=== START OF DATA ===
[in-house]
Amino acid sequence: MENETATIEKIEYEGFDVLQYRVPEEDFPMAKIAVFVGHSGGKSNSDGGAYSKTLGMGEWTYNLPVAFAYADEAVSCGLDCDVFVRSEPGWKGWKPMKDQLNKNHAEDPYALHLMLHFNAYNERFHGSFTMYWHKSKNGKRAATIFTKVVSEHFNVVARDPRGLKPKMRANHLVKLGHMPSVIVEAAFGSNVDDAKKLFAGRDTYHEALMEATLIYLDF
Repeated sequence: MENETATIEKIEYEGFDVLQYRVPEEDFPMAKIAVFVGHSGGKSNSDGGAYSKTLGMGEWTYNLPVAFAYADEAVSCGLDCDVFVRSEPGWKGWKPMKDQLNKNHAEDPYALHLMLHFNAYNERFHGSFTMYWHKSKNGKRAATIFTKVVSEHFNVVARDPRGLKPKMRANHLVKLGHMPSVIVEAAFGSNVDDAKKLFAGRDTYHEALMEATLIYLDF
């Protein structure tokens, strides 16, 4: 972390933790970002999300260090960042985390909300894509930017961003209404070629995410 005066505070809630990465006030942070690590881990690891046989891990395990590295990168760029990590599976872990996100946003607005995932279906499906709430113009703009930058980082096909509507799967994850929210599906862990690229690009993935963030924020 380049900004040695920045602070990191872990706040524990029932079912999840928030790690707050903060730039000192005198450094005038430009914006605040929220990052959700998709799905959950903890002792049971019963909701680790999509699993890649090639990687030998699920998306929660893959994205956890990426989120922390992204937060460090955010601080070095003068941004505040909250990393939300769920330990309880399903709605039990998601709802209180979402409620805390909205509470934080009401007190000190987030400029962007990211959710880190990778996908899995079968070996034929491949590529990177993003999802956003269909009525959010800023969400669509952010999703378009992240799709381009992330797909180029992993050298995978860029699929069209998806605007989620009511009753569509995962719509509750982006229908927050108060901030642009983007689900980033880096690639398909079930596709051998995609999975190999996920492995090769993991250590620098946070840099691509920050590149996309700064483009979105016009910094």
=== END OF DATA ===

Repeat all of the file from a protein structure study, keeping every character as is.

[in-house]
Amino acid sequence: MENETATIEKIEYEGFDVLQYRVPEEDFPMAKIAVFVGHSGGKSNSDGGAYSKTLGMGEWTYNLPVAFAYADEAVSCGLDCDVFVRSEPGWKGWKPMKDQLNKNHAEDPYALHLMLHFNAYNERFHGSFTMYWHKSKNGKRAATIFTKVVSEHFNVVARDPRGLKPKMRANHLVKLGHMPSVIVEAAFGSNVDDAKKLFAGRDTYHEALMEATLIYLDF
Repeated sequence: MENETATIEKIEYEGFDVLQYRVPEEDFPMAKIAVFVGHSGGKSNSDGGAYSKTLGMGEWTYNLPVAFAYADEAVSCGLDCDVFVRSEPGWKGWKPMKDQLNKNHAEDPYALHLMLHFNAYNERFHGSFTMYWHKSKNGKRAATIFTKVVSEHFNVVARDPRGLKPKMRANHLVKLGHMPSVIVEAAFGSNVDDAKKLFAGRDTYHEALMEATLIYLDF
């Protein structure tokens, strides 16, 4: 972390933790970002999300260090960042985390909300894509930017961003209404070629995410 005066505070809630990465006030942070690590881990690891046989891990395990590295990168760029990590599976872990996100946003607005995932279906499906709430113009703009930058980082096909509507799967994850929210599906862990690229690009993935963030924020 380049900004040695920045602070990191872990706040524990029932079912999840928030790690707050903060730039000192005198450094005038430009914006605040929220990052959700998709799905959950903890002792049971019963909701680790999509699993890649090639990687030998699920998306929660893959994205956890990426989120922390992204937060460090955010601080070095003068941004505040909250990393939300769920330990309880399903709605039990998601709802209180979402409620805390909205509470934080009401007190000190987030400029962007990211959710880190990778996908899995079968070996034929491949590529990177993003999802956003269909009525959010800023969400669509952010999703378009992240799709381009992330797909180029992993050298995978860029699929069209998806605007989620009511009753569509995962719509509750982006229908927050108060901030642009983007689900980033880096690639398909079930596709051998995609999975190999996920492995090769993991250590620098946070840099691509920050590149996309700064483009979105016009910094």